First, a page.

2016-06-21 – Yesterday we went to Glacier National Park.
We got our lifetime senior passes in South Dakota on the way to Montana at the Badlands National Park. We paid $10, showed our drivers licenses, and we are good to go for as long as we live. We tried the pass out for the first time at Glacier and it works.
Shortly after we got our passes in the Badlands, I stooped to get a good angle on a photo and when I got back up I commented that, instead of asking us for a drivers license to verify entitlement to a senior pass, the National Park Service should instead ask the applicant to squat down. If you have trouble getting up again, you get the pass.
They got proof again yesterday at the end of our day at Glacier.
What an exhausting but great day! On the first day of summer, we walked in snow fields and hiked trails in beautiful 80-degree weather. We saw frightening vistas and observed fellow park visitors searching for bear with long-lens cameras. We drove the Going to the Sun Road on the precipice of the mountain. We saw waterfalls and wildflowers and stands of burnt out trees.
Glacier is part of the Waterton-Glacier International Peace Park, which is the combination of the Waterton Lakes National Park of Canada and the Glacier National Park of the United States. Flags of both countries fly at the Logan Pass visitors center in the center of the park. The Canadian flag flew freely in the light breeze. The American flag was twisted around the flagpole. Symbolic? I doubt it. The answer, my friend, is blowin’ in the wind.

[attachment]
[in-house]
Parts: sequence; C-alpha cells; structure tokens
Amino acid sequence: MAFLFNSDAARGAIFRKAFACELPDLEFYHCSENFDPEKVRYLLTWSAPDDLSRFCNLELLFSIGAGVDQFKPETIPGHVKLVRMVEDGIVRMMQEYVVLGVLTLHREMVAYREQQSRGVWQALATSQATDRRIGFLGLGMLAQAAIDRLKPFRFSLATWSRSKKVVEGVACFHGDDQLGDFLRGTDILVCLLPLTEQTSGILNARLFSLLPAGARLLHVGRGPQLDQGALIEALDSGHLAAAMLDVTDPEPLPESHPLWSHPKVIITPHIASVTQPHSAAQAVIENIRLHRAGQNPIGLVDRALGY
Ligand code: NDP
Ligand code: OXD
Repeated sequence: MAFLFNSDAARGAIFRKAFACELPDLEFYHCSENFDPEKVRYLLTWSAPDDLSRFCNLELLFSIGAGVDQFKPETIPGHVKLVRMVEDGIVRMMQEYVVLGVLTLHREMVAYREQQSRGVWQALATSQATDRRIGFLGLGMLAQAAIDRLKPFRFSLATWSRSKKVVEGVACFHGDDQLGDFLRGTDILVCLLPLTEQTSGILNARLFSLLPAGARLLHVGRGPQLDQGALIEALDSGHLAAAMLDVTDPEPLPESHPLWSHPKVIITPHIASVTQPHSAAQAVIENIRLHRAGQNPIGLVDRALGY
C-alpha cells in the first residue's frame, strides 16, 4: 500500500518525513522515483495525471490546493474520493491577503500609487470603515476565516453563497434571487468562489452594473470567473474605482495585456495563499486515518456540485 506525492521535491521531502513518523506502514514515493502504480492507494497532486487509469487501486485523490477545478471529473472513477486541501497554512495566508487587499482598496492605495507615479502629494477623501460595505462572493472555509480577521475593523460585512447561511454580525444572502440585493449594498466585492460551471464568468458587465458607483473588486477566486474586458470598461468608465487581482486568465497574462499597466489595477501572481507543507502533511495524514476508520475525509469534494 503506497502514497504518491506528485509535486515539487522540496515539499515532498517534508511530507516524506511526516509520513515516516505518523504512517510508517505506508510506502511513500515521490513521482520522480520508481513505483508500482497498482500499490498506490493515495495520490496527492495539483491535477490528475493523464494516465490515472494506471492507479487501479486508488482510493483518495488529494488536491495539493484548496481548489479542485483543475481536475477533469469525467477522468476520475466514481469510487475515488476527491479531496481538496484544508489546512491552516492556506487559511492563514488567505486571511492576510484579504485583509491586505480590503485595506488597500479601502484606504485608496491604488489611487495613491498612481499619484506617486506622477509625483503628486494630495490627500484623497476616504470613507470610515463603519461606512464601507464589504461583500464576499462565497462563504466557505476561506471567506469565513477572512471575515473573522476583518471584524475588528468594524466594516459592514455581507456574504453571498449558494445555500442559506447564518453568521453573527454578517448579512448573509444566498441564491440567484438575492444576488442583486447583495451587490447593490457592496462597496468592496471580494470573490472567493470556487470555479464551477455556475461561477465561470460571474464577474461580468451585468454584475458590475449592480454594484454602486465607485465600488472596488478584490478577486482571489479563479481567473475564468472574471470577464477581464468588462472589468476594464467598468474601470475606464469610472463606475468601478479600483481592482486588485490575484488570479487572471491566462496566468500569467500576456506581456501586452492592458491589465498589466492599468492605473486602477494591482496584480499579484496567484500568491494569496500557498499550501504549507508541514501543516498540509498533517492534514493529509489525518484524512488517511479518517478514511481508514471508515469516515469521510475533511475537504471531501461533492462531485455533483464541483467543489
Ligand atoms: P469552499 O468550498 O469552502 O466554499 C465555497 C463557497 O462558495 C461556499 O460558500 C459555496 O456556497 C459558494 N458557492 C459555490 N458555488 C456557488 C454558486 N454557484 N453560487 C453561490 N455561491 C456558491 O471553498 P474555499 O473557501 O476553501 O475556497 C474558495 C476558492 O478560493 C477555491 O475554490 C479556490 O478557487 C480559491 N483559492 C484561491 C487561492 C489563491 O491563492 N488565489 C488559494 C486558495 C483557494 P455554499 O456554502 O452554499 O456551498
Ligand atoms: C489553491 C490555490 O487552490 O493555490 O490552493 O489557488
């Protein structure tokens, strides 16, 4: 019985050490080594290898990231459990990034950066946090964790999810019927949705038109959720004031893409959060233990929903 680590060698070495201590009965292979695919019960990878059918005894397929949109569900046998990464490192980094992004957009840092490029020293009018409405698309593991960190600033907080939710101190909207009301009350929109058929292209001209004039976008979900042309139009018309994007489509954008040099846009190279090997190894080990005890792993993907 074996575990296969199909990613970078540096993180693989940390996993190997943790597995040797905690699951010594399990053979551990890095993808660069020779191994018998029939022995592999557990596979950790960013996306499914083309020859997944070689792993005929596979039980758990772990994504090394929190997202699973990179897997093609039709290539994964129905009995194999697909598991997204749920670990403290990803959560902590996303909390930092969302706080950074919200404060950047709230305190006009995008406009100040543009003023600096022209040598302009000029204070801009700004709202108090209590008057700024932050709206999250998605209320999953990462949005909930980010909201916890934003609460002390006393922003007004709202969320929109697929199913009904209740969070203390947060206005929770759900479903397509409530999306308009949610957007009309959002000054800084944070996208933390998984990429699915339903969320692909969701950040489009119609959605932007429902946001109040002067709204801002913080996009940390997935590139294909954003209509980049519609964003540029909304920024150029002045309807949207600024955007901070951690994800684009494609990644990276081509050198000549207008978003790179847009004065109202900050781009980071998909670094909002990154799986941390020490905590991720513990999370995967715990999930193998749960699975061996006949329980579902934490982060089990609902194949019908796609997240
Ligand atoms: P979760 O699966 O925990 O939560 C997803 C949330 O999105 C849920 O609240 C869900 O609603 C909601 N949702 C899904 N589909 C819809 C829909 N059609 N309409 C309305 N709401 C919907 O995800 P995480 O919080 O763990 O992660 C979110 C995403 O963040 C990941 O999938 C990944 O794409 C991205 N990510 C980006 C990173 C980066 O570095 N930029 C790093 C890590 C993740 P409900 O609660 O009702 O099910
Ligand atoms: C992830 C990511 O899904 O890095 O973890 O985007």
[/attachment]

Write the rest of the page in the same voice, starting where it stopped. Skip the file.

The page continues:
It was a wonderful day. We might go back after we take a day to relax. I’ll let you know.
The day before we spent at the site of my brother- and sister-in-law’s future vacation home. Both the garage and house are roofed and work continues with a hoped-for completion date of late summer. Kit and I helped out for the day staining pine planks that will be used as siding under the eaves. We did over 100 boards. It was a test to see if Montana home ownership might be something for us. The jury is still out.
The roads of Montana are lined with neat white crosses. You’ve seen these in other states. But in other states each marker is a unique expression of grief. For half a century, Montana’s American Legion has taken upon itself to erect these markers where drivers or their passengers have died in accidents. The markers are neat white crosses on red posts. The idea was that these markers would remind drivers to drive carefully. It has not worked. Montana has the third highest per capita traffic fatality rate in the country (behind Wyoming and Mississippi).
The problem is that the culprit in all this carnage is the state’s deer population. Each time a deer sees one of these crosses, it swells with pride, and is embolden to jump in front of the next car that comes down the road. We don’t have deer in Chicago to created traffic havoc. We create the havoc ourselves.
But, for this week, at least, we’re enjoying deer havoc. They are everywhere.